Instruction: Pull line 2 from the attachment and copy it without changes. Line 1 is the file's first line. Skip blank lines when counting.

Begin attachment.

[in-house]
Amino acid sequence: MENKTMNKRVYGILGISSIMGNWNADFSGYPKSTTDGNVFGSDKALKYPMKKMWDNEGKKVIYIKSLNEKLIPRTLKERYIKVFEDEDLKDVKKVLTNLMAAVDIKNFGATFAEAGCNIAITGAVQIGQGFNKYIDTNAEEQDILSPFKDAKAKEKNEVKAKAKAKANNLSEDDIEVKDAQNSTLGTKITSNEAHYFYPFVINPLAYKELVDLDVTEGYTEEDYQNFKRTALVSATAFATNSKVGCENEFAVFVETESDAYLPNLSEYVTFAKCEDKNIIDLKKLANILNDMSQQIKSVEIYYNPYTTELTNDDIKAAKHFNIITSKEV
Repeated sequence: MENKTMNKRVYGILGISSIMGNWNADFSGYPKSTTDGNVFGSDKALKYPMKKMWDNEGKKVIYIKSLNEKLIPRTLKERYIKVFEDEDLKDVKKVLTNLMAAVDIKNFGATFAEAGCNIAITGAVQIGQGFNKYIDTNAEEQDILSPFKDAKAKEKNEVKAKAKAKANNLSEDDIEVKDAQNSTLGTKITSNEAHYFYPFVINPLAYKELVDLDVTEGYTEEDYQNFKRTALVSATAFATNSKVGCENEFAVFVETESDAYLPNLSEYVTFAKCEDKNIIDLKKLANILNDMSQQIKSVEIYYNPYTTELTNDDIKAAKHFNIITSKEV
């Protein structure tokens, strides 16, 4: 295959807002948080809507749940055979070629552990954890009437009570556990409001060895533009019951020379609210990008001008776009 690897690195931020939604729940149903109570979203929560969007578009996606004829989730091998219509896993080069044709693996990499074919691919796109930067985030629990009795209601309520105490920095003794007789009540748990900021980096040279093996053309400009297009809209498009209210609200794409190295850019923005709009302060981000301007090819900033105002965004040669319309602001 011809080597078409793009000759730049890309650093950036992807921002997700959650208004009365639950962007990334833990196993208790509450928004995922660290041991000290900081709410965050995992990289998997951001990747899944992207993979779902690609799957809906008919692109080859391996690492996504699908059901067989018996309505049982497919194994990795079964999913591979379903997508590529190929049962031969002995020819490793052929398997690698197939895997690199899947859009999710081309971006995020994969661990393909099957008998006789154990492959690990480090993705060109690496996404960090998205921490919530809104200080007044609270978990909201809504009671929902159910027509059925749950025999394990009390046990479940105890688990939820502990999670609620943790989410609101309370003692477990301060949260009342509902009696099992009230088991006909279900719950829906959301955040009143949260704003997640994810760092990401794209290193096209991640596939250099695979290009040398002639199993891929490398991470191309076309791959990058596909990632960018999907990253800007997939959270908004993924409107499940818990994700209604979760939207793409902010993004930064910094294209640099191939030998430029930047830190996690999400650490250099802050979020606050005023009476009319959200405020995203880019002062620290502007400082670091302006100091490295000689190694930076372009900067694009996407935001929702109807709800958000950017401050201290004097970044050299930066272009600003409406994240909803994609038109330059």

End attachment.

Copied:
Amino acid sequence: MENKTMNKRVYGILGISSIMGNWNADFSGYPKSTTDGNVFGSDKALKYPMKKMWDNEGKKVIYIKSLNEKLIPRTLKERYIKVFEDEDLKDVKKVLTNLMAAVDIKNFGATFAEAGCNIAITGAVQIGQGFNKYIDTNAEEQDILSPFKDAKAKEKNEVKAKAKAKANNLSEDDIEVKDAQNSTLGTKITSNEAHYFYPFVINPLAYKELVDLDVTEGYTEEDYQNFKRTALVSATAFATNSKVGCENEFAVFVETESDAYLPNLSEYVTFAKCEDKNIIDLKKLANILNDMSQQIKSVEIYYNPYTTELTNDDIKAAKHFNIITSKEV